From your initial AFF (Accelerated FreeFall) skydive, you will experience first-hand the unbelievable feeling of human flight. The AFF "First Jump Course" is designed to provide each beginner at Skydiving Near Nashville with the essential skills to safely finish their first solo jump. The "Integrated Student Program" (ISP) is an unique instructional program created by the United States Parachute Association (USPA) and is the most common instruction protocol used by Skydiving Near Nashville affiliate skydiving schools. In order to advance from level to level in the ISP, students must accomplish certain Targeted Learning Objectives (TLOs) for their current level. Levels 1 through 7 are the training skydives where the student must be accompanied with an adequately rated skydive coach. Once Level 7 has been completed by the student, they are then allowed to oversee themselves although most skydive centers will demand a jump master to accompany them on subsequent skydives. Now the student is almost done! After performing a total of 25 jumps and having their "A License" requirements ratified by an accredited trainer, the student is then permitted to undertake their A License Check Dive. Finally the student is entitled to their A License and is no longer a student. To jump lawfully, a United States Parachute Association is not necessarily required but having earned it permits the student to travel to other dropzones and quickly prove their capability to conduct solo skydives.
For the first three jumps by a new learner, the Skydiving Near Nashville Accelerated FreeFall (AFF) system determines that 2 skydiving instructors accompany the student. The trainers freefall with the beginner and hang on until the student deploys their parachute at the appropriate height. Hence, this method is called ″ Harness Hold Training. ″ There is no other physical connection to the student besides the hand hold and once the student deploys their chute, the coaches fly a safe distance away and deploy their own chutes.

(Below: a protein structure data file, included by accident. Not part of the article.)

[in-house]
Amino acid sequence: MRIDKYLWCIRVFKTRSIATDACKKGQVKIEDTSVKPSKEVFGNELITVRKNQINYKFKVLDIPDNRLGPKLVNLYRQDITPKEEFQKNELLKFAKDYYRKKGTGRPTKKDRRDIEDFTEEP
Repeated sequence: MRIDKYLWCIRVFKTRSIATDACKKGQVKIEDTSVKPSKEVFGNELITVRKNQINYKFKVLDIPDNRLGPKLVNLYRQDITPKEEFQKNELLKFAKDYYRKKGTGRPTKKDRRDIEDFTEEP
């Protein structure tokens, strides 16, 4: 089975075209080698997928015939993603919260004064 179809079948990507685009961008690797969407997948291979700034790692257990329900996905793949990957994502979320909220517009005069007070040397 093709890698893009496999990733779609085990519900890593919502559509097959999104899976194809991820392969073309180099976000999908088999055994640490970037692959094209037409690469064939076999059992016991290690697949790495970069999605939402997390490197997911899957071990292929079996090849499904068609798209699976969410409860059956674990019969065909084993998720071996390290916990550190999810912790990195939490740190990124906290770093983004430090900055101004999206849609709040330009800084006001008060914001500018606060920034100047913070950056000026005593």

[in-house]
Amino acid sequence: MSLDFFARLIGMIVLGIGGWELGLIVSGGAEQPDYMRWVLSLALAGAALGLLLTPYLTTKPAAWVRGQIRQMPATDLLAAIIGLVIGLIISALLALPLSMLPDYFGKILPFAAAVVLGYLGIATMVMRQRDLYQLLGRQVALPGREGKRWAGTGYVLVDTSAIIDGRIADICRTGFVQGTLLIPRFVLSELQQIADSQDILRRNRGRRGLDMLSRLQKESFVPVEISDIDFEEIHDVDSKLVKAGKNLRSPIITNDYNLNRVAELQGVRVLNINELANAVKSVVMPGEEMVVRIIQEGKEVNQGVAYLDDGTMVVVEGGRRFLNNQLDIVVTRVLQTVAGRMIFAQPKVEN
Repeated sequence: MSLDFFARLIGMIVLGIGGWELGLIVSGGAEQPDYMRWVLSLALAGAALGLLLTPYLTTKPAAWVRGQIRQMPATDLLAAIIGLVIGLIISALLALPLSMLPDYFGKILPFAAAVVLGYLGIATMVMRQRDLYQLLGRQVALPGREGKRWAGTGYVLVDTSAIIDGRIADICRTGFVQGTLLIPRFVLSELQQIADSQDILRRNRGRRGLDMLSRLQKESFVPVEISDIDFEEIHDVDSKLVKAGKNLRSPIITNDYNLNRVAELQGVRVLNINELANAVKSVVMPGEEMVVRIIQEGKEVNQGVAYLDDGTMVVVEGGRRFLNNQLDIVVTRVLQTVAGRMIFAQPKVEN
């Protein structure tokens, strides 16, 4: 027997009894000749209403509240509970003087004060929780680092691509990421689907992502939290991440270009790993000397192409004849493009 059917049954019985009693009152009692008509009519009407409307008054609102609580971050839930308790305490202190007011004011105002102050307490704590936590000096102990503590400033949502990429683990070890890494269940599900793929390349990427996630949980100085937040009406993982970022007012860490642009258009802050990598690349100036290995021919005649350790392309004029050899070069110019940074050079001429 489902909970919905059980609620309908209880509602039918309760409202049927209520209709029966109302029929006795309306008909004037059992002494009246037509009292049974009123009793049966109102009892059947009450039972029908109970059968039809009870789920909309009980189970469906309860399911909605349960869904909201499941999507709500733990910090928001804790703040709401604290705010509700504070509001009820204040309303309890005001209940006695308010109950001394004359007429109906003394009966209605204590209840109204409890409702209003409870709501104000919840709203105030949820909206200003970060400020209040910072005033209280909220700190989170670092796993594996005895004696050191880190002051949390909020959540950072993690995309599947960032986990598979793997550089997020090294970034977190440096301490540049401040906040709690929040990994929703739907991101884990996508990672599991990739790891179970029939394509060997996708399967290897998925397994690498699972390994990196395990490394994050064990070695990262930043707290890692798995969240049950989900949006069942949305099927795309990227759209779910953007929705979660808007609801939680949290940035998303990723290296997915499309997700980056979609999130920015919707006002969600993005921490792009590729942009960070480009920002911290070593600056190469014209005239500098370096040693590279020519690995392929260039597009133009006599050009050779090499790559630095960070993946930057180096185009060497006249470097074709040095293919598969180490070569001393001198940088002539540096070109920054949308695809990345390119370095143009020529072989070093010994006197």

Due to the insurmountable amounts of safety measures, each student is allowed to release their own parachute once meeting the appropriate altitude (typically 5,500 feet). If the student displays no sign that they are launching their parachute, both AFF trainers will signal to the student to do so using hand motions. If the student appears unresponsive to the instructor's cue, the instructor will place the students hand on their pull handle to launch their parachute; this also allows the instructor should timing be imminent, to yank the student's chute' themselves.
The student can advance to higher level jumps once they have proven that they can pull their own parachute and land safely and securely. On release skydives there is a chance that an instructor might not have the ability to dock and assist at pull time, so it is essential that the student has already learned the skills required to pull on their own.
With sky diving instruction at this level, the safety of our Skydiving Near Nashville associate instructors is extremely important. Therefore, all coaches have a firm minimum altitude at which they must deploy their own parachutes. If they have not been able to assist their student by this altitude, the student rig is outfitted with an "Automatic Activation Device" (AAD) that will release the reserve parachute if the student passes the activation altitude at freefall velocities. AAD activations are incredibly rare but they are a vital piece of equipment to safeguard against improbable accidents.
While the trainers freefall with the student, they are able to improve the student's body position and other concerns by communicating with the student using hand signals in freefall and coaching the student and administering corrective instruction after the skydive. Higher levels just call for a single instructor and require the student learning how to perform airborne maneuvers such as turns, forward movement, flips, and fall rate control. The objective of the drills are to prove to the student and instructor that the student can execute a disorienting procedure inducing intentional instability followed by regaining control. As the trainee continues to learn and exhibit more advanced abilities, they will continue to ascend to higher levels.
Targeted Learning Objectives are executed in each AFF level and serve as a skillset indicator to evaluate the student's learning progression. The instructors have complete authority over the confirmation that students have completed the requirements for each TLO along the steps of the process. During AFF jumps, the student is in constant contact with crews on the ground that aid in directing their freefall, but the student must have the capabilities to land on their own in case of a radio malfunction.
After finishing the Accelerated FreeFall at a Skydiving Near Nashville partner dropzone, you are encouraged to join the USPA. Start earning your A License! Call Skydiving Near Nashville at 931-455-4574 now!